‘We continue our revolution’: Iran protesters dismiss claims that morality police were ‘disbanded’
Iranian anti-regime protests that erupted in September after the death of Mahsa Amini in the custody of the “morality police” have continued despite widely reported remarks by an official suggesting that the controversial security unit has been disbanded. Our Observers in Iran say that the current unrest goes far beyond the morality police and strict Islamic dress code laws, underlining the fact that no rules have changed.
Iran's Attorney General Mohammad Jafar Montazeri was quoted saying that Iran’s morality police "have been disbanded by the same authorities who installed them", at a religious conference on December 3, local media reported. But many argue that his remarks were taken out of context or overblown.
Indeed, Montazeri added that the Iranian judiciary would continue to “monitor behavioural actions at the community level”. There was no confirmation regarding the morality police from Iran’s interior ministry, which has overseen the morality police since the force was created in 2006.
There were calls on social media for a general strike lasting three days across Iran. Shops across the country closed on Monday, December 5.
The protests in Iran exploded on September 16 after the death of 22-year-old Mahsa Amini in the custody of the morality police. She had been arrested for allegedly breaking the mandatory dress code for women. Women in Iran have been required to cover their hair in public and wear loose-fitting conservative clothing since the 1979 Islamic Revolution. The regulation was formalised into law in 1983.
This wave of unrest has not let up despite Montazeri’s comments.
Various police units have been charged with enforcing moral guidelines since the Islamic Revolution in Iran. The latest iteration, known as the Guidance Patrol (Gasht-e Ershad) was established in 2006.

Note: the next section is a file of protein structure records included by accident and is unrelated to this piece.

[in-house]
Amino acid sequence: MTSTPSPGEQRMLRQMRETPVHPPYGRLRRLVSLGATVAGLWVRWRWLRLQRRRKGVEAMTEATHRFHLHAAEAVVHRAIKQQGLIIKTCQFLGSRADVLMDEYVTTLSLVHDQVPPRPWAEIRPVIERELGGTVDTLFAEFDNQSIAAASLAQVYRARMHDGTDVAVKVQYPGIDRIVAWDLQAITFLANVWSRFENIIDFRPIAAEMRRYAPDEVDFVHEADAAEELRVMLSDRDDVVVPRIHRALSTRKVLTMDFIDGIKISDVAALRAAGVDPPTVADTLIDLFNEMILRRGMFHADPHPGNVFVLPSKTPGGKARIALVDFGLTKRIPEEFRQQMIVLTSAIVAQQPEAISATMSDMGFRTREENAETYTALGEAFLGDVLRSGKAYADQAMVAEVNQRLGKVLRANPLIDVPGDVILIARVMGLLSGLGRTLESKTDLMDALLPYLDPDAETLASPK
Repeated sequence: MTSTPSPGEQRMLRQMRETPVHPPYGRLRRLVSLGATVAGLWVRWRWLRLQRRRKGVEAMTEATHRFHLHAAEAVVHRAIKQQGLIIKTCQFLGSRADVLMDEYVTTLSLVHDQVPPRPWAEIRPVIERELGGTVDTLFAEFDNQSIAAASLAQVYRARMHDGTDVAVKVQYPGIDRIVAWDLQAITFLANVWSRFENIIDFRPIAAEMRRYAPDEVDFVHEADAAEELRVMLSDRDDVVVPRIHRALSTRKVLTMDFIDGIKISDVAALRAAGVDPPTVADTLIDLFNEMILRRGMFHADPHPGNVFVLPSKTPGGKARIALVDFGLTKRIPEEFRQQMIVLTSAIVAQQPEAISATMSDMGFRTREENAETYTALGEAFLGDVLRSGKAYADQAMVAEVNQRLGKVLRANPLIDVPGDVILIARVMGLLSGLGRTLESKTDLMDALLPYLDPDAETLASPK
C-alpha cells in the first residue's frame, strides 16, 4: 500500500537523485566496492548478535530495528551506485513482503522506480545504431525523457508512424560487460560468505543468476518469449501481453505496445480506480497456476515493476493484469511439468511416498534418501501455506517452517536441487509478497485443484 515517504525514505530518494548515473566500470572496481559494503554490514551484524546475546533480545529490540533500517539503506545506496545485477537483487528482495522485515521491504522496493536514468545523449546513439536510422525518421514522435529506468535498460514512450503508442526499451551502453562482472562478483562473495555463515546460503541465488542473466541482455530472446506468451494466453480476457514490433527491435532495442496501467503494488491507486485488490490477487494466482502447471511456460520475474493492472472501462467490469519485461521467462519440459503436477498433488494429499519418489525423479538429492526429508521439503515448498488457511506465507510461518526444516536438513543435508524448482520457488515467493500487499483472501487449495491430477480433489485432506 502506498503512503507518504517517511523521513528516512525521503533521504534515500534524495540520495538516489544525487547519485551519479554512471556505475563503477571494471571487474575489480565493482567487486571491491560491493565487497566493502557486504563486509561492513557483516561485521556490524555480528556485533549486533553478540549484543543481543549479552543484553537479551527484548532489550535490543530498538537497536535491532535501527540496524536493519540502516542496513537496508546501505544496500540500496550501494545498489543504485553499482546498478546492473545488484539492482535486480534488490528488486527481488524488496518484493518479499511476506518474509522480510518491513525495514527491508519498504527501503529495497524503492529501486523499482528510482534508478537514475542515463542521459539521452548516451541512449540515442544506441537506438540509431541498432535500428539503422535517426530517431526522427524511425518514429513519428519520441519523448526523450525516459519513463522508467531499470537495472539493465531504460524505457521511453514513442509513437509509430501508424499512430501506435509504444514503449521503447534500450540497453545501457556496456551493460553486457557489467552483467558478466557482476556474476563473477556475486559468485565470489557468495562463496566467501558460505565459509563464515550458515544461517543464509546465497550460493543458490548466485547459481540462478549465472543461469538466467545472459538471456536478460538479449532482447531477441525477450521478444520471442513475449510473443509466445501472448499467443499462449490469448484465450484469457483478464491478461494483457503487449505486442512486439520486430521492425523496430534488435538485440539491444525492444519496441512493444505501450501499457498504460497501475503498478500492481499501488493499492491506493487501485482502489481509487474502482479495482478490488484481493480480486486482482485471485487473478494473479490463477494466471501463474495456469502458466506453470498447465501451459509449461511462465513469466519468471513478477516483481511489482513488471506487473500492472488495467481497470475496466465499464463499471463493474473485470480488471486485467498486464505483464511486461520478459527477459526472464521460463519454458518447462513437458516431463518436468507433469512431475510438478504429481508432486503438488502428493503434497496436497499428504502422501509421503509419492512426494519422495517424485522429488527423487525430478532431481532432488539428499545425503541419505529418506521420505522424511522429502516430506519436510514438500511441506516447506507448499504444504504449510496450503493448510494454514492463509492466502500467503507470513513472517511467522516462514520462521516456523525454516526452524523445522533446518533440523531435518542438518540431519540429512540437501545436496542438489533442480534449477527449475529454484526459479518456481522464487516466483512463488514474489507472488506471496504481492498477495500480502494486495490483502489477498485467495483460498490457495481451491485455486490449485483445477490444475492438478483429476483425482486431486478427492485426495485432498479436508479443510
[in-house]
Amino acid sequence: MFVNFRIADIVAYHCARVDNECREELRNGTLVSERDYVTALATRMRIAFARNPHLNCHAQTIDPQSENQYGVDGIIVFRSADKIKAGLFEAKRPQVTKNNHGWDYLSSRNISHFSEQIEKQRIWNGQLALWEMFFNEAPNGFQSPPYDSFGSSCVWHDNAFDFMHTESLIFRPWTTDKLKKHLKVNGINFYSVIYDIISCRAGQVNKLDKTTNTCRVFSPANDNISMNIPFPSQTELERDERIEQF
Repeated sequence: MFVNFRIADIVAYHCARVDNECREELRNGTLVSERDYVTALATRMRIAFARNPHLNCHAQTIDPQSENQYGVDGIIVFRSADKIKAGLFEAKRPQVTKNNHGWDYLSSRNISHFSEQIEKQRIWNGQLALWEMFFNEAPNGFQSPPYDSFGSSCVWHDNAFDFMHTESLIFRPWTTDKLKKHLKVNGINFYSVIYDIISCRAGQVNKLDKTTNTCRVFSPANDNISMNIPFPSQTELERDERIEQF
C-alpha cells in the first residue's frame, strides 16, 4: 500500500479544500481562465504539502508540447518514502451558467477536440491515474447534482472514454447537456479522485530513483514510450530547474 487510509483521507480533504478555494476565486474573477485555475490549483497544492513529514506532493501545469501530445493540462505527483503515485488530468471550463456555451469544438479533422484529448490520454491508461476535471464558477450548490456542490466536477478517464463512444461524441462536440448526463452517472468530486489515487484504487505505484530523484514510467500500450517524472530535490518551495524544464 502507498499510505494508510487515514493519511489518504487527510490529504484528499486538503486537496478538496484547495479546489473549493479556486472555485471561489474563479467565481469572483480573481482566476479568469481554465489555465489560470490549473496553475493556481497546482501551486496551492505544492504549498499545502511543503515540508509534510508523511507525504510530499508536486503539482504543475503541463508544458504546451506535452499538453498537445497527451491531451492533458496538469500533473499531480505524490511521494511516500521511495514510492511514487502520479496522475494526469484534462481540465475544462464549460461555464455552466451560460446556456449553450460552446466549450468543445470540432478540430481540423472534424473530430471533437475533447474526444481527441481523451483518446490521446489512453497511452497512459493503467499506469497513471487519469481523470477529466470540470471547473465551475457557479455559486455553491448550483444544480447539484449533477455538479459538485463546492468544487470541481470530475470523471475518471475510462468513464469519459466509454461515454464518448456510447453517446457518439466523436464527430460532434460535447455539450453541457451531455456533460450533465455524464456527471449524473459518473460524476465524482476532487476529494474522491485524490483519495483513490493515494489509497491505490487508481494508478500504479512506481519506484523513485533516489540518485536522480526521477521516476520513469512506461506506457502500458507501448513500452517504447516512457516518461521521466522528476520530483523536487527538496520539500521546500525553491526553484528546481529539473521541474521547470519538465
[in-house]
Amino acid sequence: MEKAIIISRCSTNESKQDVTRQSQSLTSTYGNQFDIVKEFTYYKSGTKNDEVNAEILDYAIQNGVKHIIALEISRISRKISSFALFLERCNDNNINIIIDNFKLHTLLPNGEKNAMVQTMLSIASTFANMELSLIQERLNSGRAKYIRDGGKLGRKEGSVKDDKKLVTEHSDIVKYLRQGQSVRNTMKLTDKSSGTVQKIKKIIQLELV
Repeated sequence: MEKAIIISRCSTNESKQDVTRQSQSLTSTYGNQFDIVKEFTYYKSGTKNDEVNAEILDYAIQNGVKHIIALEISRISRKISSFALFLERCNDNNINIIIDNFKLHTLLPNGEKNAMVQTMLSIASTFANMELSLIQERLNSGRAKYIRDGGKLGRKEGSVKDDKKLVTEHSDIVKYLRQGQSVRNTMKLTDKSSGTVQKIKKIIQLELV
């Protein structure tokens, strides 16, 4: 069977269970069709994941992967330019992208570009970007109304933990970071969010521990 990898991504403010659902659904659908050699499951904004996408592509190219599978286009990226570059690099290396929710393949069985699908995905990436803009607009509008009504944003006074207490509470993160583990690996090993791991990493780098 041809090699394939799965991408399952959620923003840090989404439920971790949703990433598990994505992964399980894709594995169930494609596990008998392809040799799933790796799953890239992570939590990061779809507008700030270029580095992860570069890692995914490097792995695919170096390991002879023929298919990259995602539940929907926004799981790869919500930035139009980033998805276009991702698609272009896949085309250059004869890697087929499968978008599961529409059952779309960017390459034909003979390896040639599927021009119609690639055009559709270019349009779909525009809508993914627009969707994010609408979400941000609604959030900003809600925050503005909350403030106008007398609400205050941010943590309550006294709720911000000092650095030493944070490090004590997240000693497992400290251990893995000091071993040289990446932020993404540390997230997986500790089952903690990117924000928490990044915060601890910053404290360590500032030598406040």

‘The law has not changed. They have only changed who will apply it’
Nastaran (not her real name), 23, is a university student in Tehran.
If – and I repeat, if – they have disbanded the Gasht-e Ershad, the law has not changed. They have only changed who will apply it. The adherence to the dress code that Islamic fanatics want is in Sharia law. According to Article 141 of the “Islamic Penal Code”, women must wear the Islamic hijab in public spaces, otherwise, they can be sentenced to between 10 days and two months in prison.
We shouldn’t forget that the morality police was established in 2006. From 1979 to 2006, the Basij [Editor’s note: the paramilitary arm of the Islamic Revolutionary Guard Corps] and every other police officer in the country were responsible for enforcing these barbaric laws against the people, especially against women.
What [Montazeri] says makes no sense, and I don’t know why the Western media are so excited about it – even more than we are. Besides, what we want is much bigger than just not wearing a headscarf on the street, as it was clear in our slogans from day one: “Hey hey, ho ho, the mullahs got to go.” The Islamic Republic has to go and nothing less. I will not give up, I will participate in every single protest and strike in Tehran just like I am doing today. I will not wear a headscarf anymore, no matter what.
‘Our slogan is “Woman, Life, Freedom”. Has anything changed to meet our demands?’
Agrin (not her real name), 23, is a student in Shiraz from the Kurdish region of Iran.
The morality police were never the main issue for us, because even if they have really shut them down – which they have not – we will not end our “revolution”. Our revolution started with the killing of Mahsa Amini by the morality police, yes. But it was never a protest against the morality police; it was a revolution against the whole structure of the Islamic Republic.
We do not even have morality police in my city [in Kurdistan province], like in most cities in Iran. The morality police exist only in big cities like Tehran, Shiraz or Isfahan. So why did people in towns and suburbs join the revolution from the beginning? Because the demands were the same in every single city and town, be it in the Kurdish cities or in Tehran, Tabriz or Baluchistan province: the end of the Islamic Republic.
Our slogan is “Woman, Life, Freedom”. Has anything changed to meet the demands in this slogan? Have they changed the anti-women laws? No. Have they improved our lives? Or have they taken any action in this direction? Do we have a normal life like people in Europe, for example? No. Have they given us our freedom? Can I go to the beach in a bikini? Can I travel without the permission of my male guardian? Can I be a judge? Can I be an atheist? Can I be a lesbian without being punished? No, I cannot. So nothing has changed. The Islamic Republic is not able to respond to our demands. We continue our revolution until the day when the answer to all these questions and many others is “yes” – and a clear and strong yes.
This wave of protests constitutes one of the biggest challenges to Iran’s regime since the Islamic Revolution in 1979. Activists estimate that at least 448 people have been killed in the protests, including 51 children. Students and young people have been at the heart of the protests, which have been harshly repressed by security forces.